The Forum of Fargo-Moorhead
A group of North Dakota legislators have introduced legislation aimed at gutting two of the state's most significant regulatory decisions involving oil and gas. A bill could nullify requirements to ratchet down the massive wasteful flaring of natural gas and to impose standards to make crude oil less volatile before shipment by rail. It also would risk forfeiting $112 million in revenues during a two-year budget period. The question is why? House Bill 1187, whose primary sponsor is Rep.
Rep. Jim Kasper's proposal to force North Dakota to scrap Common Core standards is ideological claptrap masquerading as education reform. The Fargo Republican has swallowed whole an anti-education manifesto peddled by a well-funded out-of-state cabal that could care less about North Dakota's public schools. He's happily become the lead mouthpiece of an insulting and dishonest campaign against North Dakota's best educators and local curriculum developers.
The Forum of Fargo-Moorhead It was about a decade ago that a push began at North Dakota State University for the Bison football team to transition from Division II competition to Division I. It was not met with universal approval. Indeed, many of the sports "experts" in Fargo (including a Forum sportswriter or two) concluded the proposed step up was a mistake, and the Bison would be chewed up and spit out by better teams in the higher division. They were wrong. After a slow start, Bison football began to take its place as a power with which to be reckoned in their new NCAA division.
Today's WDAY-TV special report on sex trafficking in North Dakota's Bakken oil region and beyond wraps up Forum News Service's multimedia investigative project. The print and online series concluded Saturday. Keven Wallevand's half-hour examination of trafficking begins at 10:35 tonight on WDAY and WDAZ. It's a must-see piece of excellent reporting. It further probes and exposes the phenomenon of sex trafficking in young girls in a part of the country where such criminal activity was unheard of just a few years ago. Investigative reporting can only do so much.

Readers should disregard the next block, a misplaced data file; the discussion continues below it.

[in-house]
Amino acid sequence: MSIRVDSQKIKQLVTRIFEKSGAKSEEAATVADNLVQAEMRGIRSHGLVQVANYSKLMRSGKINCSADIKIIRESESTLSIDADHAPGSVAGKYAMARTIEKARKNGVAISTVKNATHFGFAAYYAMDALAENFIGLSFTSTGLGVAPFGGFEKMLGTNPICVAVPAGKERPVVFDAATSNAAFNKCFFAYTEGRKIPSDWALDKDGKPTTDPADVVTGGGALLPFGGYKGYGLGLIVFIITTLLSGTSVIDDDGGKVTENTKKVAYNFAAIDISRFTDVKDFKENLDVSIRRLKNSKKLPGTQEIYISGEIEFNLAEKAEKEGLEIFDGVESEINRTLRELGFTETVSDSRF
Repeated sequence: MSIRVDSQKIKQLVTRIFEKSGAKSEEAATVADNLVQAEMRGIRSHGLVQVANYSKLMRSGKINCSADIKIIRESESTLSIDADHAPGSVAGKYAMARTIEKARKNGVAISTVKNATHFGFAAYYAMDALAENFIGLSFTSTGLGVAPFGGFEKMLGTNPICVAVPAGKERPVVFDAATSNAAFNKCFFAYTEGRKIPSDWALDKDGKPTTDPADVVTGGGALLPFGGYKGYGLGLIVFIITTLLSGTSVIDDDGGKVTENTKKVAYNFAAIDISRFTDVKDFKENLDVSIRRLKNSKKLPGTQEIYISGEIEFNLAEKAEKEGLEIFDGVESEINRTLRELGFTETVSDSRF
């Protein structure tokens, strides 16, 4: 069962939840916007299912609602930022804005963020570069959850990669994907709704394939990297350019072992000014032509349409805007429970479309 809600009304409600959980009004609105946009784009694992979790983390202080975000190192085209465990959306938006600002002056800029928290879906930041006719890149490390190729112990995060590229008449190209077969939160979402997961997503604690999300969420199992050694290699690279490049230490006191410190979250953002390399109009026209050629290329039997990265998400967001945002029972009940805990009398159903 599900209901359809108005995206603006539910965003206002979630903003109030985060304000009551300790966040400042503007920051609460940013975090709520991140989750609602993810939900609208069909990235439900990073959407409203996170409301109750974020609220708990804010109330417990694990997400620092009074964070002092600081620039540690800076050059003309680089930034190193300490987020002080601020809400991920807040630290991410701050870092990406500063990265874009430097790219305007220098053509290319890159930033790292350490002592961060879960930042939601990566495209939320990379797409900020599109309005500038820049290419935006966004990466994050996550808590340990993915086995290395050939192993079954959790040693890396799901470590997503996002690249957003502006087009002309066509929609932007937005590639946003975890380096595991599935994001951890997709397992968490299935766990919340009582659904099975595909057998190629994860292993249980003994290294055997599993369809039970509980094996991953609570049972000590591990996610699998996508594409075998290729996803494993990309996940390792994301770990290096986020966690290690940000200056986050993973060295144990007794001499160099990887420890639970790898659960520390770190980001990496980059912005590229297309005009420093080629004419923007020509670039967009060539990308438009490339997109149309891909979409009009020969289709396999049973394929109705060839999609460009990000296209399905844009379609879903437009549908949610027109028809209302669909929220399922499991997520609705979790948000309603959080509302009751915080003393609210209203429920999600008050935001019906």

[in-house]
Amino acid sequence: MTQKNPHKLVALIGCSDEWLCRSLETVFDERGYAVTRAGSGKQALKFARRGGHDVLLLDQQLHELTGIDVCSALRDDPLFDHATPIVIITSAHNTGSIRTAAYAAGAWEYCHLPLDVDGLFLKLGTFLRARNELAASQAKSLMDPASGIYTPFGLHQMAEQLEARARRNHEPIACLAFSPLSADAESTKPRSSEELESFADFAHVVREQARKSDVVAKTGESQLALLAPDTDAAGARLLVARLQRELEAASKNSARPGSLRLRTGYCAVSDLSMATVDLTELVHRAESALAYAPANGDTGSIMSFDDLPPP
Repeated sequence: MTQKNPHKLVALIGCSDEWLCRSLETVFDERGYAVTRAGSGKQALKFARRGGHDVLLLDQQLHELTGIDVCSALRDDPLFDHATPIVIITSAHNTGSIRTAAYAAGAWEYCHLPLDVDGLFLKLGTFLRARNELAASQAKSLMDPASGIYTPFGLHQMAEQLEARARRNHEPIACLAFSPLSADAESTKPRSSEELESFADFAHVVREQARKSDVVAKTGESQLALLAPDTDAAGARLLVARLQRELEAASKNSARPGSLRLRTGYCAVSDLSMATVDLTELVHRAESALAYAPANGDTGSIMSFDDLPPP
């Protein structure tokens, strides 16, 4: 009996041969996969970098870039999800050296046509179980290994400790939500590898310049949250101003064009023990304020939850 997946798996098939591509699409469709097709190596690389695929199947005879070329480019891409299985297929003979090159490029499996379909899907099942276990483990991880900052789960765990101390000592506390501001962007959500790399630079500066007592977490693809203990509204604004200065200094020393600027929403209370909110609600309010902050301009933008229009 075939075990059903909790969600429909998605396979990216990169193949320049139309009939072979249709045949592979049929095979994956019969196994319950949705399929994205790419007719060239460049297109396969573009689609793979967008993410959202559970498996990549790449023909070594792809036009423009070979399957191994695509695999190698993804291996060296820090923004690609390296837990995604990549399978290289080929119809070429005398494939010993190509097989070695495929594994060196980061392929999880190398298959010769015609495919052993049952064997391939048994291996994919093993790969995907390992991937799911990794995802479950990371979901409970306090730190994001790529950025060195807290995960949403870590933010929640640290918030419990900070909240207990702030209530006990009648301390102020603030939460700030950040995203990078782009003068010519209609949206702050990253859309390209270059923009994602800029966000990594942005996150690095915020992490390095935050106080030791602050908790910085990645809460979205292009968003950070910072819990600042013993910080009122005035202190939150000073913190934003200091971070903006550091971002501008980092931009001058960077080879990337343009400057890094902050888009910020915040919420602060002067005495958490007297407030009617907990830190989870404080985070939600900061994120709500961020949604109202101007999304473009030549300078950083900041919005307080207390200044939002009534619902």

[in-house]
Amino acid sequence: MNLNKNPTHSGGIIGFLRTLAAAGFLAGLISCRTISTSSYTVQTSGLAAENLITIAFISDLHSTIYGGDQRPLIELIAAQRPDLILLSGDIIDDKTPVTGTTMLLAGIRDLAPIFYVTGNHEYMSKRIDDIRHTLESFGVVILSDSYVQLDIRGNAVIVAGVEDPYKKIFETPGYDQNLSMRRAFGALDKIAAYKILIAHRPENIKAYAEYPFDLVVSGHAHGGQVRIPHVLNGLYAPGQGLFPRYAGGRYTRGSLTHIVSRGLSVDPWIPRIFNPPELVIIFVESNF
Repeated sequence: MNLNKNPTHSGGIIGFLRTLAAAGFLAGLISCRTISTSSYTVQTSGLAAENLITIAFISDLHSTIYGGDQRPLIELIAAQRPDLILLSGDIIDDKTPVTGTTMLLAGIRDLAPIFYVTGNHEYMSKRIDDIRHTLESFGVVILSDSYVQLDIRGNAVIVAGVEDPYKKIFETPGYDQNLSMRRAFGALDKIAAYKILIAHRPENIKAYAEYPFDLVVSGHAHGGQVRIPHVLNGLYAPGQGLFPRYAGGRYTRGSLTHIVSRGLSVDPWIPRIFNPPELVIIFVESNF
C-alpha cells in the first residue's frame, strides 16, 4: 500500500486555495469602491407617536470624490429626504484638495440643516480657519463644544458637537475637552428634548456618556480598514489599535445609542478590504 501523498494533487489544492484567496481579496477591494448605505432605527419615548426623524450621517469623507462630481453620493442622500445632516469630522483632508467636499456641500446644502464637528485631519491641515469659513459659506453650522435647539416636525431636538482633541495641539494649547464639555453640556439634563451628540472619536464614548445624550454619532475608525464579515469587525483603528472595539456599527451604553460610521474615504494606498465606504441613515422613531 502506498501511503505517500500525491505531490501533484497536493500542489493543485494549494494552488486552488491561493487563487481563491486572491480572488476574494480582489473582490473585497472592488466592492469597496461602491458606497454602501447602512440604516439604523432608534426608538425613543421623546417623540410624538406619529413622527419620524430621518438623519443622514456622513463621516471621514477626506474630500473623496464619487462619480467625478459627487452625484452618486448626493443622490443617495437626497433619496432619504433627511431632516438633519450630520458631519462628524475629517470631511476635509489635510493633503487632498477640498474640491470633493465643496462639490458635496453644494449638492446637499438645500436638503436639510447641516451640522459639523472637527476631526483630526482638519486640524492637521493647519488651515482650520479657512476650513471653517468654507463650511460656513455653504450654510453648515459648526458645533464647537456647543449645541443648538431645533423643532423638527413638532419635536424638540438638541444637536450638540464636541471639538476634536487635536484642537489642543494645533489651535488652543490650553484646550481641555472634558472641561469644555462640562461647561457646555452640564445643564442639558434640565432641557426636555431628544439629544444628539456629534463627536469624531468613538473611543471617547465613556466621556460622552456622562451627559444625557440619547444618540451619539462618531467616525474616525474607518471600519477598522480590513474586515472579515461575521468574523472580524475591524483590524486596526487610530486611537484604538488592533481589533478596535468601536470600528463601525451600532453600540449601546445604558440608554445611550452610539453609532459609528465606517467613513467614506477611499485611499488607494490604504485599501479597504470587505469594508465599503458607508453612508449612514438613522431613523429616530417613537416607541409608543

North Dakota Gov. Jack Dalrymple will never be accused of being governor gloom and doom. He is not one to run around the Capitol barnyard like Chicken Little. So, despite the steep downturn in the price of crude oil, the governor's State of the State address did not suggest -- not even hint -- the sky is falling.
After a four-year hiatus, the Fargo AirSho, one of the best shows of its kind in the nation, will be back in 2015. The show, which usually is held every other year, was canceled in 2013 because the congressional sequester cut U.S. Defense Department spending, and the headliner act, the Navy's Blue Angels, had to back out. Show sponsors, realizing the Blue Angels were the Fargo show's major attraction, canceled the event. It was a loss because the Fargo show had become one of the most popular regional events of the summers when it was regularly scheduled.
The Legislature should follow the lead of several North Dakota cities and ban the sale of e-cigarettes to minors. As it stands now, even with sales bans in Fargo, Bismarck, Casselton, Mapleton and other cities, e-cigs can be (and likely are being) sold to minors all over the state. It's a gaping loophole in a state law that in every other way treats e-cigs like tobacco products. E-cigs are touted as an effective option for tobacco users to get off cigarettes, although the research is inconclusive.
The bad news is that Cass County Commissioner Darrell Vanyo is no longer on the County Commission after three terms of distinguished service. So much for the wisdom of term...
A proposed shift in the way the state of North Dakota funds county social services would be a partial return to the way it used to be. Gov. Jack Dalrymple's 2015-17 budget includes a provision whereby the state would assume some — and eventually most, if not all — of the costs of county-based social services. Given the changing nature of social service delivery, the governor's plan is overdue. Revised social service delivery initially would be linked to county property tax relief as the state picked up a portion of social services costs.
A dust-up over a minor glitch in last month's mid-term elections voting in North Dakota is more about politics than access to the ballot box. A few problems arose when voters whose addresses had changed had not made the change on identification documents, most frequently a state driver's license. In some instances, voters were directed to licensing offices where the changes were promptly made.